Cockatiel Less noisy pets

6. Eats a varied diet

Another good thing about a cockatiel is that it has a varied diet. Besides seeds, your bird can eat vegetables, fruits, nuts, pellets, berries, and grasses. The best part is that a cockatiel is not a picky eater. This is especially true if you introduce your bird to these foods when young during the weaning stage.

7. Makes many sounds

A cockatiel can make different sounds to express its emotions. For instance, your bird may produce high-pitched screams to get your attention when scared, upset, sad, or lonely. Sometimes, your bird will chirp when happy and content. Other sounds your bird can make are whistle, hiss, squawk, and beak grinding.

See also:  Cockatiel Health Concerns: Common Illnesses and Preventive Measures

8. Entertaining

A cockatiel is very charming and entertaining. Sometimes, the bird may dance to your beloved song and steer around your shoulder happily. Your bird may also master beatboxing and making funny faces to keep you entertained. 

9. Not overly high-maintenance

A cockatiel is relatively easy to maintain, making it an excellent pet bird for beginners. All it needs is a spacious cage with lots of toys, food, and freshwater to stay happy. You will find it even easier to maintain once you have potty-trained the bird. 

What Are The Bad Things About Keeping A Cockatiel?

Although there are many good things about owning a cockatiel, this bird also has some downsides. These include:

What Are The Bad Things About Keeping A Cockatiel

1. Messy

Like other parrot species, a cockatiel creates a lot of mess when eating. The bird usually scatters food everywhere, including in their water bowl and outside.

In addition, if not potty trained, your bird will leave its droppings anywhere. Therefore, you must be ready to clean the cage regularly before owning a cockatiel.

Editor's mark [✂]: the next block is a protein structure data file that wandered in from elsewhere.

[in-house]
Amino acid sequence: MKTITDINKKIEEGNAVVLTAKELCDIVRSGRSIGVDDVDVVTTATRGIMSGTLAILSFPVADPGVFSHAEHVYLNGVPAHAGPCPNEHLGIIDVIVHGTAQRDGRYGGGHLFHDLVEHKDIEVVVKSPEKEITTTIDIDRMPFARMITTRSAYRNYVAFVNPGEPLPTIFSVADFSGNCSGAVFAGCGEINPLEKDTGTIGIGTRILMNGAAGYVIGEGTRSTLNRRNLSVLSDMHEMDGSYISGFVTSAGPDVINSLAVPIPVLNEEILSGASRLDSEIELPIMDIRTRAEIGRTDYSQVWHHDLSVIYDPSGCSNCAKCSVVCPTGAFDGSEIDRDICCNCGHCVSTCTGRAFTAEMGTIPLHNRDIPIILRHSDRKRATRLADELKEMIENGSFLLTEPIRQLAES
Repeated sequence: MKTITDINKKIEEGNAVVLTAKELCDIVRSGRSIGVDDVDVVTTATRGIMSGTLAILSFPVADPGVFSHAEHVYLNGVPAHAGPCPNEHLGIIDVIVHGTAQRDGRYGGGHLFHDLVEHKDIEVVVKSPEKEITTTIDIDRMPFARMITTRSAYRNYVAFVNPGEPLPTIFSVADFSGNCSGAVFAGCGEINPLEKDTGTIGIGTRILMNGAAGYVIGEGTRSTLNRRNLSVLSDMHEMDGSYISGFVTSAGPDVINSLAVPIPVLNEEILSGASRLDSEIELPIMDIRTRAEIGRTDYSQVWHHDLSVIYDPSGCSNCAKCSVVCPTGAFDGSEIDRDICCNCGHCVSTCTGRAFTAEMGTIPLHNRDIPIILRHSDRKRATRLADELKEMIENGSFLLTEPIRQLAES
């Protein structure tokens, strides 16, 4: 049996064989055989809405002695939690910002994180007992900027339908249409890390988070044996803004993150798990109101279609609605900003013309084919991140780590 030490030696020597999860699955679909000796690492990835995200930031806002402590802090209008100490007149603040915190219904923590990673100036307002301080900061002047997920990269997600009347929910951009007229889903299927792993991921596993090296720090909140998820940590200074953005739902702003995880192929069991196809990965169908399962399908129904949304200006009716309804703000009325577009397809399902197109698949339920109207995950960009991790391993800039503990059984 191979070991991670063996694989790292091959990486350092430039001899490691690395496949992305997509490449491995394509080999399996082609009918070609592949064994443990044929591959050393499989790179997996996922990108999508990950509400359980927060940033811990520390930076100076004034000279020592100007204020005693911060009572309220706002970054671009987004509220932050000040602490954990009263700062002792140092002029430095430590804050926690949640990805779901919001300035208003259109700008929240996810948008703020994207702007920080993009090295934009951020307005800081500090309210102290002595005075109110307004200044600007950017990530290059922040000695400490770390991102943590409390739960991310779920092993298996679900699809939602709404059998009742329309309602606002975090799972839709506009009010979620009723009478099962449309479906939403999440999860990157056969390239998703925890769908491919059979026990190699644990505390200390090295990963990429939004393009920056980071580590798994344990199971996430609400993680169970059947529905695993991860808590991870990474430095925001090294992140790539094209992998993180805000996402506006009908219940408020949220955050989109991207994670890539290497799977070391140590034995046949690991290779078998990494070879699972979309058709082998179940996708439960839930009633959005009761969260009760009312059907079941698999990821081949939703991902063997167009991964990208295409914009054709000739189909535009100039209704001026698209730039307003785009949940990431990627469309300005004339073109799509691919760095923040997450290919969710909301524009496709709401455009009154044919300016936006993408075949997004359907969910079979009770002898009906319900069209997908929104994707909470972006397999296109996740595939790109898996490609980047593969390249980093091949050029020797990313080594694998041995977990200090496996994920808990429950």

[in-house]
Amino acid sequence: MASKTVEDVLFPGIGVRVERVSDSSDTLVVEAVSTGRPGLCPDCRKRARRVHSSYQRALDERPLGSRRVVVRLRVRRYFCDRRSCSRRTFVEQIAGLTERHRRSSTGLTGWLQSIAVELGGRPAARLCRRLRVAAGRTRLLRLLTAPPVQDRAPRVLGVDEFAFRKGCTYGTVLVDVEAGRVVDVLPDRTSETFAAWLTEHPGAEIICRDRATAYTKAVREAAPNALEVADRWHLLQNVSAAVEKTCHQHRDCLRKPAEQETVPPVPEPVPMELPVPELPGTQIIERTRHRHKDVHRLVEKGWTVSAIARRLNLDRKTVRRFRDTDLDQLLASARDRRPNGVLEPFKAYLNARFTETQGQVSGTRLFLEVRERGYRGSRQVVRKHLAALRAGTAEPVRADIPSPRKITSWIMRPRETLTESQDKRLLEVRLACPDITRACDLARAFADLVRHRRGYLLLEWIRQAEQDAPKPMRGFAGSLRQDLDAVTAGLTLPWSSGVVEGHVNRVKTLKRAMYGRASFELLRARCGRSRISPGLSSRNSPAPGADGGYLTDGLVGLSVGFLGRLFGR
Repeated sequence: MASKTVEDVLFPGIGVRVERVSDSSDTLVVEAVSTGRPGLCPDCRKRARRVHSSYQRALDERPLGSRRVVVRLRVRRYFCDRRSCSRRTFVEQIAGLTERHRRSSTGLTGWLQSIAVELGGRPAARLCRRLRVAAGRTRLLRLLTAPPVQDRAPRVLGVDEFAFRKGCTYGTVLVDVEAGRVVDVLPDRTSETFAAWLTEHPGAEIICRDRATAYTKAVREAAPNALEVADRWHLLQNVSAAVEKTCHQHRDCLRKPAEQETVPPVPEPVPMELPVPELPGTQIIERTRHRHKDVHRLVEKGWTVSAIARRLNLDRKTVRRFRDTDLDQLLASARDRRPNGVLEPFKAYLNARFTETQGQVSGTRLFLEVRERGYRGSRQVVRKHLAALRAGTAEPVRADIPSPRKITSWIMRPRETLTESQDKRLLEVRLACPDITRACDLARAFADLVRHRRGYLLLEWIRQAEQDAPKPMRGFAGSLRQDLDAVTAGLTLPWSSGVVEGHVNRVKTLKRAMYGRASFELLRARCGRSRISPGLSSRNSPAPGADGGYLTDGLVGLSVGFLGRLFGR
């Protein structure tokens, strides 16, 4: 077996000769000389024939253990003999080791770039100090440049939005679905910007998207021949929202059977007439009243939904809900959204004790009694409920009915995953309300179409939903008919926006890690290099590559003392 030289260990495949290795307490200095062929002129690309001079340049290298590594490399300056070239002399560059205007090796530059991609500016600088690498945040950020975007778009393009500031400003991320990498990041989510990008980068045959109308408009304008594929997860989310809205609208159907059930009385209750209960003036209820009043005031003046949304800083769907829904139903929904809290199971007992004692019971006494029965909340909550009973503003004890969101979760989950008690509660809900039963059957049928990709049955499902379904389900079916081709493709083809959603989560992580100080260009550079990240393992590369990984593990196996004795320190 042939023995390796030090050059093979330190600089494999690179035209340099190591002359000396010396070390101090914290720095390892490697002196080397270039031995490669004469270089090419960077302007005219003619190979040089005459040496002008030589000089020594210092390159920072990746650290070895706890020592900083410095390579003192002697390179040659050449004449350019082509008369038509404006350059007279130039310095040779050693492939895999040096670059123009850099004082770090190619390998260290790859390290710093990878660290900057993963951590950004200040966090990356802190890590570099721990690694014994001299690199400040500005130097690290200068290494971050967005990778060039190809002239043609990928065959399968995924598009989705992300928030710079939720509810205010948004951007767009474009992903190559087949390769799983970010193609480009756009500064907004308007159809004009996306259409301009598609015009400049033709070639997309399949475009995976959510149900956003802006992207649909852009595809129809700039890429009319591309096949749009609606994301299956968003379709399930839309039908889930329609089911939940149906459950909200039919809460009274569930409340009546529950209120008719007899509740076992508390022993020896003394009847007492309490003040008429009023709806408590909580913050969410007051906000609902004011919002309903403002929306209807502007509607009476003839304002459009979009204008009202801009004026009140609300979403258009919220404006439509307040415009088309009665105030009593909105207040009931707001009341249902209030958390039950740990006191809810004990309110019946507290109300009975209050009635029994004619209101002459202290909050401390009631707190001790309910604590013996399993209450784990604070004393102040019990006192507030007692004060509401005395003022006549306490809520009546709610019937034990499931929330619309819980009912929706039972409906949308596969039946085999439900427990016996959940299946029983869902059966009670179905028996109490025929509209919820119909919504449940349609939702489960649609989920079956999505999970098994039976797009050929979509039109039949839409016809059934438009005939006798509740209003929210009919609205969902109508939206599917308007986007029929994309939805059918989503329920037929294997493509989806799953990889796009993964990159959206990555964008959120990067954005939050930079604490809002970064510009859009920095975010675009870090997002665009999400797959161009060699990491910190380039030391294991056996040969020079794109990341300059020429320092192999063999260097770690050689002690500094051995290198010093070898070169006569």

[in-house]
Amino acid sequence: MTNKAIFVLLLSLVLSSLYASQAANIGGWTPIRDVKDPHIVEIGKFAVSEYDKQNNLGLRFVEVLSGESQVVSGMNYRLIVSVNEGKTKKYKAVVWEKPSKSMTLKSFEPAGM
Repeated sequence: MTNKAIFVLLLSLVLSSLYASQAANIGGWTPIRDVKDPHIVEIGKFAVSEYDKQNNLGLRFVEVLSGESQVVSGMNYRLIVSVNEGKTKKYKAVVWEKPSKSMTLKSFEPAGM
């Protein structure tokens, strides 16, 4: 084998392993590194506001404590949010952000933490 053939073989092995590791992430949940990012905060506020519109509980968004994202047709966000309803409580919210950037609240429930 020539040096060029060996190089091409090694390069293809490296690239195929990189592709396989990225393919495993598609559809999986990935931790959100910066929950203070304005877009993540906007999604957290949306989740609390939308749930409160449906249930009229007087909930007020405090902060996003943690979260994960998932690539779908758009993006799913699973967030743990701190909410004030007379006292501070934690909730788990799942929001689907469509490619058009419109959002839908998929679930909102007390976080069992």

2. Dusty

The feathers of a cockatiel are known to produce significant amounts of fine powder white dust during preening sessions. This helps keep the feathers silky and soft.

Unfortunately, if you or someone in your household has a sensitive respiratory system, you may have to deal with allergic reactions. The good news? You can reduce the dust by giving your bird regular baths.

Cockatiel Dusty

3. Need lots of attention

A cockatiel is a social bird and enjoys companionship and affection from other birds or the owner. Ideally, you must let out your bird from its cage for at least 2 to 3 hours daily. So, if you have a busy schedule, you might not want to adopt this pet bird.  

4. Easily bored

All captive birds quickly get bored, and the cockatiel is no exception. Therefore, you must provide your bird with many different toys to keep them entertained. If not, your cockatiel may engage in destructive behavior like feather-picking, screaming, and self-mutilation.

5. Prone to night terrors

Your bird will quickly get scared if it spots shadows at night or hears sudden noises. This is because the bird lacks good eyesight in the dark. But if you cover your bird’s cage at night, you don’t have to worry about the night frights. You must also ensure there is no light source in the room.